adverts.g. in a magazine or on a website.g. messages/adverts which they read. understand. not to be put off by unknown words and phrases. labels on Students note key points of simple medical products. A1 Entry Level / Breakthrough to read authentic texts on the subject of health. Students make a tape or video advertising a product. short articles. e. on TV or radio. or hear. surgery. Encourage students to find key language. Students design a poster to advertise a product. e. Read for gist and/or detail an advert for a product or an article on a ‘lifestyle’ subject.g. ©Cambridge University Press 2008 PHOTOCOPIABLE Module 2 “Things and People” Page 16 .Messages Book 1 EAL Scheme of Work. e.

Describing appearance 4. a / an or some 5.Messages Book 1 EAL Scheme of Work. Possessive adjectives 2. A1 Entry Level / Breakthrough Messages Book 1 Staff EAL Mark Sheet Module 2 “Things and People” Entry Level Assessment Review Module 2: Things and People Unit 3: What have you got? Unit 4: Descriptions 6. Have got . some / any 7. Adjectives 1. Possessive ‘s 3. this / that / these / those Student Name ©Cambridge University Press 2008 PHOTOCOPIABLE Module 2 “Things and People” Page 17 8.

Last name:……………………………………………………………………………… Tutor Group: ……………… In this module you have learnt: • Names of everyday things • Have got / has got + a / an. A1 Entry Level / Breakthrough I am a beginner A1 Entry Level Module 1: Facts Module 2: Things and people Module 3: Daily life Module 4: Inside and outside Module 5: Today and tomorrow Module 6: Looking back I am no longer a beginner A2 Level 1 / Preliminary ©Cambridge University Press 2008 PHOTOCOPIABLE Messages Book 1 Student Record Card Module 2: “Things and People” First name:……………………………………………………………………………….Messages Book 1 EAL Scheme of Work. some / any • To talk about possessions and things you use at College • Possessive ‘s and possessive adjectives • This / these / that / those • To identify things and to say who something belongs to • The names of members of a family • To write a description of a family • Adjectives • What is / are … like? • To ask about and describe things • To talk about a person’s appearance and personality • Parts of the body • Adjectives describing how you feel • Have got + a headache / cold • To say how you feel • To write a description of an imaginary person Module 2 “Things and People” Page 18 .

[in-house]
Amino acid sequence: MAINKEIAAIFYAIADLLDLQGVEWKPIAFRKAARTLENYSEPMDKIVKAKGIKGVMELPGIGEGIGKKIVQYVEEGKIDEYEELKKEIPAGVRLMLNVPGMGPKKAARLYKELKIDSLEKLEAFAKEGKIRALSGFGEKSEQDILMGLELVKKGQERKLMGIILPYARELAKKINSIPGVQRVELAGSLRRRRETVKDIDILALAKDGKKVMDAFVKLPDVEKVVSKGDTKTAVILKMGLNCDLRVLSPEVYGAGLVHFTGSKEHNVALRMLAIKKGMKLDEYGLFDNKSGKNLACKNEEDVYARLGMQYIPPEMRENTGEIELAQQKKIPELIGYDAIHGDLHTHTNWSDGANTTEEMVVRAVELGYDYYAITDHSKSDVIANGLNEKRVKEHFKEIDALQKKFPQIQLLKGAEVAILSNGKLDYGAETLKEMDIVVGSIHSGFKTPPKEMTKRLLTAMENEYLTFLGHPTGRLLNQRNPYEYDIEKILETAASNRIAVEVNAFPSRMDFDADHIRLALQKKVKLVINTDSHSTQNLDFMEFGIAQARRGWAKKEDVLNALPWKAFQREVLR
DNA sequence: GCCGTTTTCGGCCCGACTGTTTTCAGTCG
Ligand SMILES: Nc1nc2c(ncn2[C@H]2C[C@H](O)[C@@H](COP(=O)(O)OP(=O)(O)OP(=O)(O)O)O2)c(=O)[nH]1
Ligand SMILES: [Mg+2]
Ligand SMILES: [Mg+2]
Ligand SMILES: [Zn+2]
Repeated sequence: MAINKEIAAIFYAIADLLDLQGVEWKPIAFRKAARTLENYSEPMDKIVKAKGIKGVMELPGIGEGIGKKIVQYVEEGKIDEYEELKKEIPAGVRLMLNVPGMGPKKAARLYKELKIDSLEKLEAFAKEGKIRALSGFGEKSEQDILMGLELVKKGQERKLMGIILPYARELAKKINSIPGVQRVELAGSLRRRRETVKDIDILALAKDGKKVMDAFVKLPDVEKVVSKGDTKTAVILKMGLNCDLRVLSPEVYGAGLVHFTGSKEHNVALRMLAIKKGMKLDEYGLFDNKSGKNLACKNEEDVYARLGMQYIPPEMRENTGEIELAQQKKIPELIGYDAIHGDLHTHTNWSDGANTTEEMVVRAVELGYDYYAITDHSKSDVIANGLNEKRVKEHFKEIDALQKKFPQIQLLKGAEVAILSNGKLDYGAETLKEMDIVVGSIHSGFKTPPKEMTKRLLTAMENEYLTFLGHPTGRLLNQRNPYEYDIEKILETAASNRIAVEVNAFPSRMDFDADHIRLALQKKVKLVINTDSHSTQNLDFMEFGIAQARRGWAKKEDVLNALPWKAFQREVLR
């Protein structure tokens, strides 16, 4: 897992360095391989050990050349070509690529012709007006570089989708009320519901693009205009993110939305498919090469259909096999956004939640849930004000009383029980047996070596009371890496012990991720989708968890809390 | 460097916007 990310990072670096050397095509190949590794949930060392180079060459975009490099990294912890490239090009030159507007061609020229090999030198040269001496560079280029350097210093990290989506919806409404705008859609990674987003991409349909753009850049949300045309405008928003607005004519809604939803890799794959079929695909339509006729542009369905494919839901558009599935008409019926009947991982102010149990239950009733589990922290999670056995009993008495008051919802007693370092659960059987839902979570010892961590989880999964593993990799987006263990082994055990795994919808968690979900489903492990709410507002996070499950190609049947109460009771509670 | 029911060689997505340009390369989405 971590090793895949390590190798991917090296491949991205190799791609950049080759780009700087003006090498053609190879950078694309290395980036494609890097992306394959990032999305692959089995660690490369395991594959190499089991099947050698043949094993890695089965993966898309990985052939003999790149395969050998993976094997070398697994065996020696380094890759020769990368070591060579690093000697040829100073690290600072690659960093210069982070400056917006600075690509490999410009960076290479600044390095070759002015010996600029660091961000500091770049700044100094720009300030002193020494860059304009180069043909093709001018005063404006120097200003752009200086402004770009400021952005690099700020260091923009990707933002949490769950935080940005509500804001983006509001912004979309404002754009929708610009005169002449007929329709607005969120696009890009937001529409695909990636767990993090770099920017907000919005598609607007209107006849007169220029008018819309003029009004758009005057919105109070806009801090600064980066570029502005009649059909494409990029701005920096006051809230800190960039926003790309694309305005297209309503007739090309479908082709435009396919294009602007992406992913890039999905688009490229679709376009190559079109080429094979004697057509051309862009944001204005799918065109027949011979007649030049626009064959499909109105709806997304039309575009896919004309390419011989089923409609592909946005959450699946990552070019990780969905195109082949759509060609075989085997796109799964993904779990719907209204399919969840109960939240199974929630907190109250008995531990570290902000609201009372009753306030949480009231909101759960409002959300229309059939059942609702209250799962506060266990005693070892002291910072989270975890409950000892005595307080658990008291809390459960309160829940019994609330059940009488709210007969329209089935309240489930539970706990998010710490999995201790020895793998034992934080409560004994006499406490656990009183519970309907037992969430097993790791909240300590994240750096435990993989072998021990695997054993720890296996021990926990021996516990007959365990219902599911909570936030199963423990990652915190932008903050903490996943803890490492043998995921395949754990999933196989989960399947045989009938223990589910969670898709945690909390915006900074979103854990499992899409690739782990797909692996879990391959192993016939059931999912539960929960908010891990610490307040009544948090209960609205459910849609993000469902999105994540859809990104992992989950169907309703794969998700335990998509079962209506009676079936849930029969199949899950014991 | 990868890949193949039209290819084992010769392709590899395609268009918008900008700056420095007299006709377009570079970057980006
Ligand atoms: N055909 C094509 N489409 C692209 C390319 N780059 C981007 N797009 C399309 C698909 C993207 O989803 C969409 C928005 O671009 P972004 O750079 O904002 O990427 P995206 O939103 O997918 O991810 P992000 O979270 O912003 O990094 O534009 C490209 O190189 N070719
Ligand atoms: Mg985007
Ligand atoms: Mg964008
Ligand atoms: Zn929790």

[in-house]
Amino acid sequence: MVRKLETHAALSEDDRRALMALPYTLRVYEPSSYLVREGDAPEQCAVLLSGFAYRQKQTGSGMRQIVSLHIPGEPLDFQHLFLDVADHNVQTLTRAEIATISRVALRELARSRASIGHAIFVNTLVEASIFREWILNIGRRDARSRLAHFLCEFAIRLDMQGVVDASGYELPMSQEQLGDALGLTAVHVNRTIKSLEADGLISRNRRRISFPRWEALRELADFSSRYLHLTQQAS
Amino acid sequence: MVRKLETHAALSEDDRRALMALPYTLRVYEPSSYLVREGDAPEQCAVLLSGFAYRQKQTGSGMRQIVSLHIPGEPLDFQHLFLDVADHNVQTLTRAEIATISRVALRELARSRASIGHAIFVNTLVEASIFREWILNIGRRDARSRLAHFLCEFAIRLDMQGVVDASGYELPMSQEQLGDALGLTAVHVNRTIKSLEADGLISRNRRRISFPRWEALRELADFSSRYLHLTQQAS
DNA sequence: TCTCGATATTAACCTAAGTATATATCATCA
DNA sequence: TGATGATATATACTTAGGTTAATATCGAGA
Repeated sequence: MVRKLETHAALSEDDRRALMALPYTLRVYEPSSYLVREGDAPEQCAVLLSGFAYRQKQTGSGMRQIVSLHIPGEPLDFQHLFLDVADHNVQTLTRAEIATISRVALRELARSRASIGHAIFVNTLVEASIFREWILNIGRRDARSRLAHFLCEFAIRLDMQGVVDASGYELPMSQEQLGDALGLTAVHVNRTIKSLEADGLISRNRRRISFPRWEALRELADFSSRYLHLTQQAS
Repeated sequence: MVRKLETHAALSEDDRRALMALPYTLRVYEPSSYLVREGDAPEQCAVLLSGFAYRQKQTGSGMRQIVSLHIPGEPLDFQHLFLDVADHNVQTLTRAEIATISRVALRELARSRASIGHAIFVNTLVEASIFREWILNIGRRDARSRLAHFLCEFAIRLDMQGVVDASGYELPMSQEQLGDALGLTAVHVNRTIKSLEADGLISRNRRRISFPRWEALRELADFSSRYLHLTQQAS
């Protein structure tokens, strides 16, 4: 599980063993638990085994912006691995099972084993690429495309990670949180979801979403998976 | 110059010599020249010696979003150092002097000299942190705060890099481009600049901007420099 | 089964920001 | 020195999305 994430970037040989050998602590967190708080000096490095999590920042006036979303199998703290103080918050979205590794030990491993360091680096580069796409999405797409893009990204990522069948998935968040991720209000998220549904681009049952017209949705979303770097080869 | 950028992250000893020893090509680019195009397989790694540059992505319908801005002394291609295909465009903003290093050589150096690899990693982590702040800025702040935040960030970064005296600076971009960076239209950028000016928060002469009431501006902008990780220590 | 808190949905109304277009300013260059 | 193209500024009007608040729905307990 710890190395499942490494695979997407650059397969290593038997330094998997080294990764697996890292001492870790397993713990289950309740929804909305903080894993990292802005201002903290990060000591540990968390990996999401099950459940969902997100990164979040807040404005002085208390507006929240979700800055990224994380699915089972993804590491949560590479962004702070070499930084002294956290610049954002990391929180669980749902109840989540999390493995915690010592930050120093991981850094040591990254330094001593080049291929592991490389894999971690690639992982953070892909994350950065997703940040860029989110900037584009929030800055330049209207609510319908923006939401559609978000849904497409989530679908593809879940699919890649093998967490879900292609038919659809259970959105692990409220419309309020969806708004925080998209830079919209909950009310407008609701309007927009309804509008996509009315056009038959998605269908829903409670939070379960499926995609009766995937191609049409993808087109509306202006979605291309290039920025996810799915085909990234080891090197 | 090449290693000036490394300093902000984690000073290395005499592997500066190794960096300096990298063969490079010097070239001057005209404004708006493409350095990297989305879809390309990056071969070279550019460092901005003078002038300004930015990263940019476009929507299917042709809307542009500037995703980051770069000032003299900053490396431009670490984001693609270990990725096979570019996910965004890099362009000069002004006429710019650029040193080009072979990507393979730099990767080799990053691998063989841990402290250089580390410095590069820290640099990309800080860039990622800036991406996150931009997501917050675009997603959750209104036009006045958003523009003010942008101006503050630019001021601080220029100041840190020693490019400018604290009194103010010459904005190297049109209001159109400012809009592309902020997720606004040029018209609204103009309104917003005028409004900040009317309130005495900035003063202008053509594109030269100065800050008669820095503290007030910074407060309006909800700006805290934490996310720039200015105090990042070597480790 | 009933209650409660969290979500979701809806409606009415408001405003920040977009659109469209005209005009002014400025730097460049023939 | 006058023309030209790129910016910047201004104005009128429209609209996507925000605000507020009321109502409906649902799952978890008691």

5. adjectives 8. A1 Entry Level / Breakthrough --1. 4. describing appearance --Listening Reading Speaking Writing --“All about me” portfolio ©Cambridge University Press 2008 PHOTOCOPIABLE Module 2 “Things and People” Page 19 .Messages Book 1 EAL Scheme of Work. 6. 2. have got a / an or some some / any possessive adjectives possessive ‘s this/that/these/ those 7. 3.